Jacinda’s plan for pubs post-lockdown
New Zealand Prime Minister Jacinda Ardern has outlined what life will look down after lockdown in pubs and restaurants and it's provided some clues on the brave new world of post-COVID dining in Australia.
While international borders will remain closed and social distancing rules will remain in place, NZ has outlined a new way for pubs and restaurants to do business and it involves a return to old-school table service.
For the hospitality sector, it's based on what she's dubbed the three-S rule.
"So the three S's again are seated, separated, and single-server,'' Ms Ardern said.
In a statement, she outlined the new rules:
• SEATED: That means you can only have as many people in your venue as you can safely seat, and no one, regardless of venue size, can have more than 100. COVID-19 loves congregations. Congested bars have already produced a massive cluster in New Zealand and we must avoid another.
• SEPARATED: There must be social distance in a venue between people and tables.
• SINGLE SERVER: At every venue there must be table service, not people going up to counters, as this minimises contact and helps us to trace if we need to.
The purpose of having only one server in a restaurant will help reduce the risk of spread, and "high-contact surfaces" like Eftpos machines will be cleaned more regularly.
"Every alert level to fight COVID-19 is its own battle. When you win one, it doesn't mean the war is over,'' Ms Ardern said.
"In a nutshell, Level 2 is a safer normal, designed to get as many people back to work as possible and the economy back up and running in a safe way, made possible only by our collective actions at Levels 4 and 3 to beat the virus and break the chain of transmission."
Ms Ardern's tough measures to stop COVID-19 are sparking international attention, with the British Labour Party contrasting her approach with British Prime Minister Boris Johnson in a new campaign.
New Zealand's approach remains slightly different to Australia, as our neighbours have not gone down the path of the COVIDSafe app.
But the Northern Territory has outlined a plan to reopen pubs using similar arrangements that NZ is adopting on May 15.
There will be a strict two-hour time limit on going to the pub and all alcohol must be served with a meal in the Top End.
A 1.5-metre social distancing rule will also remain in place forcing pubs and restaurants to remove tables in some instances to provide more space in dining areas.
Three weeks later, on June 5, Territorians can head back to the pub for a beer without the 2-hour time limit and TABs will also reopen.
However, the basic social distancing laws and increased hygiene and handwashing are here to stay in NZ and in Australia.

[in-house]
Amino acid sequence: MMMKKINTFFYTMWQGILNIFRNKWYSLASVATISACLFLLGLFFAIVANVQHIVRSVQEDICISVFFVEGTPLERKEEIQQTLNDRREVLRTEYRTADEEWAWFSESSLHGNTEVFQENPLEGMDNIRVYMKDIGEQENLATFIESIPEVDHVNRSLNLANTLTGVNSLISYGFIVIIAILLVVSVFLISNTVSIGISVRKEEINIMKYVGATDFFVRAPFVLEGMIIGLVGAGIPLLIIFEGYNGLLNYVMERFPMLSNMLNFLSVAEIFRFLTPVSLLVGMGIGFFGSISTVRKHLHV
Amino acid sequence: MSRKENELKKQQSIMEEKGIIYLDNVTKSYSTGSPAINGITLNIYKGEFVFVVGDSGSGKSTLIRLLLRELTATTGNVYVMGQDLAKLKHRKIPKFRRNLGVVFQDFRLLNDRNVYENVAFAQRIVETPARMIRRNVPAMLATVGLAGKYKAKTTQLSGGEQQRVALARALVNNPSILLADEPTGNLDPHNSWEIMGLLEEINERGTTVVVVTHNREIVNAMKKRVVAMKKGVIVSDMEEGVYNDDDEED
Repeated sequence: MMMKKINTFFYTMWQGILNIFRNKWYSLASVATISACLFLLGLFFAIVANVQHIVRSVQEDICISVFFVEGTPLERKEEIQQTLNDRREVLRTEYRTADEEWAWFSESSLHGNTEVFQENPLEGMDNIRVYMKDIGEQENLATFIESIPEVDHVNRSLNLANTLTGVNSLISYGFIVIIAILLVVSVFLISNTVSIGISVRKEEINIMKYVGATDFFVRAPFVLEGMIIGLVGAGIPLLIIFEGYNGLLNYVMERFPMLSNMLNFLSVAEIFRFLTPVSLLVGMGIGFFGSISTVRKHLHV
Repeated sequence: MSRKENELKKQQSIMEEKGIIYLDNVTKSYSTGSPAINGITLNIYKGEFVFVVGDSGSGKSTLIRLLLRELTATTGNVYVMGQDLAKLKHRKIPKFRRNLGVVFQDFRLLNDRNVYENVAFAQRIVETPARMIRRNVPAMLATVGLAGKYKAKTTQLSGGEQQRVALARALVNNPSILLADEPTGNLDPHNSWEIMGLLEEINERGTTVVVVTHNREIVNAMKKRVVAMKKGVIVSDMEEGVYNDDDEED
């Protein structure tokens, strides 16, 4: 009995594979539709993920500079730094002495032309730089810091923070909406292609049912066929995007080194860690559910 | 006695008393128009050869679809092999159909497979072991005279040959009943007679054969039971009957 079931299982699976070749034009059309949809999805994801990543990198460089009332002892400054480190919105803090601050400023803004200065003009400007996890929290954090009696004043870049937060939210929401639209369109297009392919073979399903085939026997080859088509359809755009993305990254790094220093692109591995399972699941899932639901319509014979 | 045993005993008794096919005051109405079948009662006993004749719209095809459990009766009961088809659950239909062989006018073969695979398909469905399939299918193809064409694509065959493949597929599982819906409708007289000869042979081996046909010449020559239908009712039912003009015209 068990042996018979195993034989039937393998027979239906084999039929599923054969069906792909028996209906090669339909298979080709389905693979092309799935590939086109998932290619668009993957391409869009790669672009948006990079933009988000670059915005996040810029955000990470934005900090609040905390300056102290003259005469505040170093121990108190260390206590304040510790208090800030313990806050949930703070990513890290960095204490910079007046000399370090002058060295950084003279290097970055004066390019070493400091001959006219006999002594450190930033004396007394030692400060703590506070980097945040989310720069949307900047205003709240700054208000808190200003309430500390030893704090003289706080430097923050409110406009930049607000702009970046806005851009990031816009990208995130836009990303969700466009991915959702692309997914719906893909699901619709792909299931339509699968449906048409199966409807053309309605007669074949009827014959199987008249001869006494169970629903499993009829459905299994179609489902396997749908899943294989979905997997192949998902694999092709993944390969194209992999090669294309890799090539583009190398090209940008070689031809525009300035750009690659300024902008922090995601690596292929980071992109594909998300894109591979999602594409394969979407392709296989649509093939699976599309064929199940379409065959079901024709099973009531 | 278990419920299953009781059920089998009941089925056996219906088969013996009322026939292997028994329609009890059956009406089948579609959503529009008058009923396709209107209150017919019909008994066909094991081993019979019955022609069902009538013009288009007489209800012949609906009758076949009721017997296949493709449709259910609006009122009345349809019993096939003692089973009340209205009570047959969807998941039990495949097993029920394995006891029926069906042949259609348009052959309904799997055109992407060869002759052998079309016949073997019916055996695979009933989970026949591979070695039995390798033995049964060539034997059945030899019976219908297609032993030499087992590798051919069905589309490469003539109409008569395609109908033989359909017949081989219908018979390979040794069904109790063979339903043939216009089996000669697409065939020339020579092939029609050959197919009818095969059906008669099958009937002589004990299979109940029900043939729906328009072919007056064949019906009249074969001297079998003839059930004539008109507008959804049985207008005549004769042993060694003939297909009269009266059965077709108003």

"At alert level 2 playing it safe means two metres from strangers, but in your workplace or places where you're around people you know or people we can contact trace later, we can live with less,'' Ms Ardern said.
"It is very unlikely that we have hunted down every single case of COVID-19. If stray cases start new chains of transmission we might not find them for a month so we all need to stay on guard. Level 2 has been designed to get as many people back to work as possible and get the economy back up and running but in the safest way possible."
In New Zealand, nightclubs and dance venues will remain closed under the planned Level 2 restrictions to be finalised by cabinet.
Hairdressers will also be allowed to reopen as long as staff are wearing personal protection equipment.
Professional sports such as rugby and netball will be cleared to start up again but stadium crowds remain banned.
Schools, universities and childcare centres will also re-open under the level 2 restrictions if the NZ cabinet signs off on the plan outlined by Prime Minister Ardern.
New Zealand's cabinet will also consider allowing indoor gatherings up to maximum of 100.
Outdoor gatherings - which were previously limited to 500 - are now also going to be limited to a maximum of 100.
New Zealanders will also be able to fly domestically.
"A trip from Wellington to Napier to see your mum is fine, a trip from Wellington to Napier to go to a big conference with an open bar is not fine,'' Ms Ardern said.
Domestic flights are also likely to be considered by national cabinet shortly.
It will meet on Friday amid expectations that plans will be put in place to lift restrictions on gatherings to allow for meetings of up to 10 people.
Originally published as Jacinda's plan for pubs post-lockdown